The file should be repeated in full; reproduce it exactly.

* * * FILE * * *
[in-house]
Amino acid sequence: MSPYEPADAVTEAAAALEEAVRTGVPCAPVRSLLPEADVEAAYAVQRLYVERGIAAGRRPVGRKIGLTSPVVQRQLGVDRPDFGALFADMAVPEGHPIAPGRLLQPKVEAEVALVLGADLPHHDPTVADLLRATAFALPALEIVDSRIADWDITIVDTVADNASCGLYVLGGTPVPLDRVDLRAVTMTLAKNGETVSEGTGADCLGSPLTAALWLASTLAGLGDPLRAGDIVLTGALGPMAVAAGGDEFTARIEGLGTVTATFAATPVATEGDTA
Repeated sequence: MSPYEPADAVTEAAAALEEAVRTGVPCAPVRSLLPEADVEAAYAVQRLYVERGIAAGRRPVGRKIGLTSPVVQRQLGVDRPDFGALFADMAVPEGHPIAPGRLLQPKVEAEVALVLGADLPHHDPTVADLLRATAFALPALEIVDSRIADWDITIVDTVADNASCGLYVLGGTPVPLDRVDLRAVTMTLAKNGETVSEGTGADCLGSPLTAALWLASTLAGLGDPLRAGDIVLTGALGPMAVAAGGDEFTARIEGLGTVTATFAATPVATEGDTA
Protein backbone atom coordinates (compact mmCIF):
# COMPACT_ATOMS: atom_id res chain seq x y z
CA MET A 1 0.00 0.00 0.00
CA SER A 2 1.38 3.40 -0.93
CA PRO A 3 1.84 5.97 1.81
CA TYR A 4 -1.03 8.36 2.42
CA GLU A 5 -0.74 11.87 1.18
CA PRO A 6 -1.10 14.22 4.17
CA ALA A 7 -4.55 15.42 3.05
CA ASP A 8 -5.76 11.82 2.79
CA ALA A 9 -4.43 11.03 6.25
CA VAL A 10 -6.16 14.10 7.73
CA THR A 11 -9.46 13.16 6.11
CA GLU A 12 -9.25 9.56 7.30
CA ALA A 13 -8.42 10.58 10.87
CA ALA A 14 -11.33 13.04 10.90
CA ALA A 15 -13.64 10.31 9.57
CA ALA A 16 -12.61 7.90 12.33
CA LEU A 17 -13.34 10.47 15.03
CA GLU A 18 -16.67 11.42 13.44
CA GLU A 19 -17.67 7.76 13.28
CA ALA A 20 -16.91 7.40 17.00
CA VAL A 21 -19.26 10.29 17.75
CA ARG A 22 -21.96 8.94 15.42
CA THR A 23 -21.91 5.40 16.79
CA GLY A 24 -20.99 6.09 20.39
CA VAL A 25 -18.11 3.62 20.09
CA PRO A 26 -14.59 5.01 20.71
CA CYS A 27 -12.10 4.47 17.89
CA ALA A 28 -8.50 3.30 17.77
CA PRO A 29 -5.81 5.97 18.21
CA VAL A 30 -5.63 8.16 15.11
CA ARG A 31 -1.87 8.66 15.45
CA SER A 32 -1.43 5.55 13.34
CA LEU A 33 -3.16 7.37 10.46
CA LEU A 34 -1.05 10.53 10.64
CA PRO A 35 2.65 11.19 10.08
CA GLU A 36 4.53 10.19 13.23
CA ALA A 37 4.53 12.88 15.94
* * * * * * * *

[in-house]
Amino acid sequence: MSPYEPADAVTEAAAALEEAVRTGVPCAPVRSLLPEADVEAAYAVQRLYVERGIAAGRRPVGRKIGLTSPVVQRQLGVDRPDFGALFADMAVPEGHPIAPGRLLQPKVEAEVALVLGADLPHHDPTVADLLRATAFALPALEIVDSRIADWDITIVDTVADNASCGLYVLGGTPVPLDRVDLRAVTMTLAKNGETVSEGTGADCLGSPLTAALWLASTLAGLGDPLRAGDIVLTGALGPMAVAAGGDEFTARIEGLGTVTATFAATPVATEGDTA
Repeated sequence: MSPYEPADAVTEAAAALEEAVRTGVPCAPVRSLLPEADVEAAYAVQRLYVERGIAAGRRPVGRKIGLTSPVVQRQLGVDRPDFGALFADMAVPEGHPIAPGRLLQPKVEAEVALVLGADLPHHDPTVADLLRATAFALPALEIVDSRIADWDITIVDTVADNASCGLYVLGGTPVPLDRVDLRAVTMTLAKNGETVSEGTGADCLGSPLTAALWLASTLAGLGDPLRAGDIVLTGALGPMAVAAGGDEFTARIEGLGTVTATFAATPVATEGDTA
Protein backbone atom coordinates (compact mmCIF):
# COMPACT_ATOMS: atom_id res chain seq x y z
CA MET A 1 0.00 0.00 0.00
CA SER A 2 1.38 3.40 -0.93
CA PRO A 3 1.84 5.97 1.81
CA TYR A 4 -1.03 8.36 2.42
CA GLU A 5 -0.74 11.87 1.18
CA PRO A 6 -1.10 14.22 4.17
CA ALA A 7 -4.55 15.42 3.05
CA ASP A 8 -5.76 11.82 2.79
CA ALA A 9 -4.43 11.03 6.25
CA VAL A 10 -6.16 14.10 7.73
CA THR A 11 -9.46 13.16 6.11
CA GLU A 12 -9.25 9.56 7.30
CA ALA A 13 -8.42 10.58 10.87
CA ALA A 14 -11.33 13.04 10.90
CA ALA A 15 -13.64 10.31 9.57
CA ALA A 16 -12.61 7.90 12.33
CA LEU A 17 -13.34 10.47 15.03
CA GLU A 18 -16.67 11.42 13.44
CA GLU A 19 -17.67 7.76 13.28
CA ALA A 20 -16.91 7.40 17.00
CA VAL A 21 -19.26 10.29 17.75
CA ARG A 22 -21.96 8.94 15.42
CA THR A 23 -21.91 5.40 16.79
CA GLY A 24 -20.99 6.09 20.39
CA VAL A 25 -18.11 3.62 20.09
CA PRO A 26 -14.59 5.01 20.71
CA CYS A 27 -12.10 4.47 17.89
CA ALA A 28 -8.50 3.30 17.77
CA PRO A 29 -5.81 5.97 18.21
CA VAL A 30 -5.63 8.16 15.11
CA ARG A 31 -1.87 8.66 15.45
CA SER A 32 -1.43 5.55 13.34
CA LEU A 33 -3.16 7.37 10.46
CA LEU A 34 -1.05 10.53 10.64
CA PRO A 35 2.65 11.19 10.08
CA GLU A 36 4.53 10.19 13.23
CA ALA A 37 4.53 12.88 15.94